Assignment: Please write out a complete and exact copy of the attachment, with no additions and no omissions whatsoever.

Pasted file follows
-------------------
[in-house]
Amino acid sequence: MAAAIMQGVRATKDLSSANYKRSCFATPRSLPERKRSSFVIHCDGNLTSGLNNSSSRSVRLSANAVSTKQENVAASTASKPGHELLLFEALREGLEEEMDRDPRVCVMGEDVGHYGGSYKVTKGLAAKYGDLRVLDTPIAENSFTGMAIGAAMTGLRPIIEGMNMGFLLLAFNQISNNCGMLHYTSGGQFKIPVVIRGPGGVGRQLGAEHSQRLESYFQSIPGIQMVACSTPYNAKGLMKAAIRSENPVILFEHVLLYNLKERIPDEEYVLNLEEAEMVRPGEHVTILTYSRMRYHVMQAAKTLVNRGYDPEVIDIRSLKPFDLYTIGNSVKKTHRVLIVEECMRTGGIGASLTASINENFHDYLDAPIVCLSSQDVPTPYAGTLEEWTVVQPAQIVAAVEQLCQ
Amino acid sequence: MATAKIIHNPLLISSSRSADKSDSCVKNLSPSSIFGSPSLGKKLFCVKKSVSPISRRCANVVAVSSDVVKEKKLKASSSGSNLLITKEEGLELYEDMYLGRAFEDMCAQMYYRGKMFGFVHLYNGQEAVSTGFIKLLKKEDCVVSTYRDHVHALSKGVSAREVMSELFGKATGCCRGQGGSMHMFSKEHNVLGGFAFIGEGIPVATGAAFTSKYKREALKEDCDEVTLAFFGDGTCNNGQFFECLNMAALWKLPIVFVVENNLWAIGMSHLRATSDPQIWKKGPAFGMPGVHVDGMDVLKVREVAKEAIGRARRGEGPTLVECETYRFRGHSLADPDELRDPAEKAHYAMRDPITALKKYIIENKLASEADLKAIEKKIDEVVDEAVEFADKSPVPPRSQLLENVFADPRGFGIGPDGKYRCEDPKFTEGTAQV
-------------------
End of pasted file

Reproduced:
[in-house]
Amino acid sequence: MAAAIMQGVRATKDLSSANYKRSCFATPRSLPERKRSSFVIHCDGNLTSGLNNSSSRSVRLSANAVSTKQENVAASTASKPGHELLLFEALREGLEEEMDRDPRVCVMGEDVGHYGGSYKVTKGLAAKYGDLRVLDTPIAENSFTGMAIGAAMTGLRPIIEGMNMGFLLLAFNQISNNCGMLHYTSGGQFKIPVVIRGPGGVGRQLGAEHSQRLESYFQSIPGIQMVACSTPYNAKGLMKAAIRSENPVILFEHVLLYNLKERIPDEEYVLNLEEAEMVRPGEHVTILTYSRMRYHVMQAAKTLVNRGYDPEVIDIRSLKPFDLYTIGNSVKKTHRVLIVEECMRTGGIGASLTASINENFHDYLDAPIVCLSSQDVPTPYAGTLEEWTVVQPAQIVAAVEQLCQ
Amino acid sequence: MATAKIIHNPLLISSSRSADKSDSCVKNLSPSSIFGSPSLGKKLFCVKKSVSPISRRCANVVAVSSDVVKEKKLKASSSGSNLLITKEEGLELYEDMYLGRAFEDMCAQMYYRGKMFGFVHLYNGQEAVSTGFIKLLKKEDCVVSTYRDHVHALSKGVSAREVMSELFGKATGCCRGQGGSMHMFSKEHNVLGGFAFIGEGIPVATGAAFTSKYKREALKEDCDEVTLAFFGDGTCNNGQFFECLNMAALWKLPIVFVVENNLWAIGMSHLRATSDPQIWKKGPAFGMPGVHVDGMDVLKVREVAKEAIGRARRGEGPTLVECETYRFRGHSLADPDELRDPAEKAHYAMRDPITALKKYIIENKLASEADLKAIEKKIDEVVDEAVEFADKSPVPPRSQLLENVFADPRGFGIGPDGKYRCEDPKFTEGTAQV